Blog | Wednesday, October 7, 2009

QD: News Every Day--obesity, H1N1 and faking illness vs. "presenteeism"

ACP Internist's daily digest of internal medicine in the news continues with obesity programs, H1N1 updates and employees who fake calling in sick vs. those who won't when they really are.

Schools, workplaces, food retailers and food and beverage makers are chipping in for the Healthy Weight Commitment Foundation, an effort to reduce obesity by balancing calorie consumption through physical activity. As just a few examples, food manufacturers will change product offerings, packaging, and labeling. Companies may provide exercise activities or facilities, offer weight management programs, and provide healthier foods in workplace cafeterias and vending machines. The Robert Wood Johnson Foundation, The National Business Group on Health and the University of California, Berkeley Center for Weight and Health will evaluate progress.

An internist is developing recommendations for physicians on how to guide and treat overweight patients on behalf of the STOP Obesity Alliance, a coalition of professional and labor groups, businesses, insurers and health care providers. The internist outlines his success in a case study.

H1N1 Flu
Health and Human Services Secretary Kathleen Sebelius further encouraged H1N1 vaccination, calling it "safe and secure" and adding that it's made the same way as seasonal flu vaccines.

Although H1N1 vaccination in the U.S. is slowly starting, states have ordered more than 2 million doses, mostly of nasal spray, for the first patients, according to Thomas Frieden, MD, director of the CDC. In Chicago, John Segreti, ACP Member, an infectious diseases expert at Rush University Medical Center, told Reuters his facility will distribute its first 2,000 doses to children and will wait for inactivated vaccine for health workers.

Emory University doctors licensed their interactive Web site to allow patients with potential H1N1 cases to self-screen using the same triage calculations their doctors and the CDC use. Questions about fever, symptoms and underlying health help patients determine whether they've got H1N1 flu, and what to do next--rest, call their doctor or seek immediate treatment. This site and related hot lines have been developed to keep people from flooding emergency departments. The materials, known as Strategy for Off-Site Rapid Triage (SORT) and Real-time Epidemiological Assessment for Community Health (REACH), were created and developed at Emory University. Ruth Parker, FACP, was one of the developers.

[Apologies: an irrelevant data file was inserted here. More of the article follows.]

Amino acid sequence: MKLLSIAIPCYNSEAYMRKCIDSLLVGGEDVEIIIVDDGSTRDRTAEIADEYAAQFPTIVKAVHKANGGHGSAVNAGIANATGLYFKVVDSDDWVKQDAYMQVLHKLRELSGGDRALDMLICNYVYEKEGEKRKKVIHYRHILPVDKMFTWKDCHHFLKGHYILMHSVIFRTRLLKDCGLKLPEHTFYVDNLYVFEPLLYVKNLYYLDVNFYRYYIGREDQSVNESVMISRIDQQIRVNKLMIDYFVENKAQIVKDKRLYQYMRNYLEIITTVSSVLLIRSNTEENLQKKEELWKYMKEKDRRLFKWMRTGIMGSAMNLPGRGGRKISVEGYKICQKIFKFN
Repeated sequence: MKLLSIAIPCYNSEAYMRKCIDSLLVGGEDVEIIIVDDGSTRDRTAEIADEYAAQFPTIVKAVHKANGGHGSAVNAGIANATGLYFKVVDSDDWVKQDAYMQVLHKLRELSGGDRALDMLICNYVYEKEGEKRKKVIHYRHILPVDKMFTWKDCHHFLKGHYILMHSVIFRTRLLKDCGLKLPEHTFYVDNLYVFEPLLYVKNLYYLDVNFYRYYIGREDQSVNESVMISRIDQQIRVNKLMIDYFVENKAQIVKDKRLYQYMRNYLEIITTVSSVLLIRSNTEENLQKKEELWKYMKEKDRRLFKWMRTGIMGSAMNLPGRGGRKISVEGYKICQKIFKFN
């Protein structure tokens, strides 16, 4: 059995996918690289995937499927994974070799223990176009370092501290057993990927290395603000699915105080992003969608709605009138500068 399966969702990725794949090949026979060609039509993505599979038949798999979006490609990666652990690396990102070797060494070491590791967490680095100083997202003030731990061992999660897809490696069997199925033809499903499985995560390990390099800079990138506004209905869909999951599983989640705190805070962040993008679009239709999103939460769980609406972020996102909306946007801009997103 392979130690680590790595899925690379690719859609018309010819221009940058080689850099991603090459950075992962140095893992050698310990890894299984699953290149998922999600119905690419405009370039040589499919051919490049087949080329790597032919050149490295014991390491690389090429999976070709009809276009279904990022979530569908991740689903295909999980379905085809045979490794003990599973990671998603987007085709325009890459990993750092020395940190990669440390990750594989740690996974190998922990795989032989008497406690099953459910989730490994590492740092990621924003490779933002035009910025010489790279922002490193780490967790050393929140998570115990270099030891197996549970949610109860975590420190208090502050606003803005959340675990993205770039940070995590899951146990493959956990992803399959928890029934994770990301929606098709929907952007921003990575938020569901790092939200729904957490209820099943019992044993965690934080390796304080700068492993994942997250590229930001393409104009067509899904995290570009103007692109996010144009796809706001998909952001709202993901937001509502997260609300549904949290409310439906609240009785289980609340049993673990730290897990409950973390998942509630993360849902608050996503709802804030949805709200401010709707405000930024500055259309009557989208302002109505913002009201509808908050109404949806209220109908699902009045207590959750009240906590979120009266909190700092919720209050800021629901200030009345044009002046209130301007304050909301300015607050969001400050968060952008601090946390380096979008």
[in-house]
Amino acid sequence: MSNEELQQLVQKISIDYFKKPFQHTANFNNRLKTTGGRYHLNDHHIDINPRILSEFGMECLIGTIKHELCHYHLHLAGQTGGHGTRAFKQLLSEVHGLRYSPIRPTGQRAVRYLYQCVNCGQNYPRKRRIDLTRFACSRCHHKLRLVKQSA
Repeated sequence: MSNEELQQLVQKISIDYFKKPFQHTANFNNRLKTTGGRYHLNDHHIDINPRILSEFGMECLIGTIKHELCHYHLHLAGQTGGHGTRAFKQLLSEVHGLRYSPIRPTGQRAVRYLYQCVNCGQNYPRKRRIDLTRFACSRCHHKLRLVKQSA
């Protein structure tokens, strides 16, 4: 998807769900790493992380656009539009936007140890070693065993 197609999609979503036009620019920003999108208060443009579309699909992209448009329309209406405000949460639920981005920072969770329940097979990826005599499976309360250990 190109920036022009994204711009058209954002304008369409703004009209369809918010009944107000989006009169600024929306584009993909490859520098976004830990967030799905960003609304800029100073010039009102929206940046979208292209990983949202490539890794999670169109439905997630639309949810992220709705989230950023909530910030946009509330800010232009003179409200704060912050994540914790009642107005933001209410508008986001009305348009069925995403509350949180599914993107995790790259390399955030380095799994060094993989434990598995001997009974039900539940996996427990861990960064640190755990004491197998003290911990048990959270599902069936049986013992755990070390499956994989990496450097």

In case you missed it ...
The proportion of employees calling in sick when they're not hasn't changed among U.S. workers--at about one-third and holding--but fewer are getting fired for it, according to as reported by Reuters. Of employers surveyed, 15% said they fired an employee for missing work without a legitimate excuse this year, compared to 18% last year.

The survey showed that most employers typically don't typically question absences (29% in 2009, 31% in 2008, 35% in 2007) and two-thirds of them let workers use sick days as "mental health days." The one-third of employers who do check on absenteeism require a doctor's note, call the person at home or have another worker call or drive by the employee's home. Employers cited stress and burnout from the recession as a reason they think employees fake illness.

The bigger fear is "presenteeism," those who show up to work no matter how sick they are. (They're also called "mucus troopers.")